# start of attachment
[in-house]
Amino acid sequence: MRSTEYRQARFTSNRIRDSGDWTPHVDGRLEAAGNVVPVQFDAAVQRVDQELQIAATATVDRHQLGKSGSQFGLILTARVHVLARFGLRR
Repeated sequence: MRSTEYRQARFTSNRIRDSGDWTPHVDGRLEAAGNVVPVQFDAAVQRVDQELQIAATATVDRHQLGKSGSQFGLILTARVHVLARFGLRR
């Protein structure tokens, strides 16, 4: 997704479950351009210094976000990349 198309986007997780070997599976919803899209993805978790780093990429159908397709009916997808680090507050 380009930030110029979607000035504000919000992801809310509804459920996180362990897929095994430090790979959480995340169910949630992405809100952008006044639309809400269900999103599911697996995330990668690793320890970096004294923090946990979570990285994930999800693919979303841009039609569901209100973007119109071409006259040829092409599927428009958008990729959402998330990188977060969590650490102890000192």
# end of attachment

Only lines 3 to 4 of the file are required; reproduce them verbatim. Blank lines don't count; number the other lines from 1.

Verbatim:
Repeated sequence: MRSTEYRQARFTSNRIRDSGDWTPHVDGRLEAAGNVVPVQFDAAVQRVDQELQIAATATVDRHQLGKSGSQFGLILTARVHVLARFGLRR
């Protein structure tokens, strides 16, 4: 997704479950351009210094976000990349 198309986007997780070997599976919803899209993805978790780093990429159908397709009916997808680090507050 380009930030110029979607000035504000919000992801809310509804459920996180362990897929095994430090790979959480995340169910949630992405809100952008006044639309809400269900999103599911697996995330990668690793320890970096004294923090946990979570990285994930999800693919979303841009039609569901209100973007119109071409006259040829092409599927428009958008990729959402998330990188977060969590650490102890000192």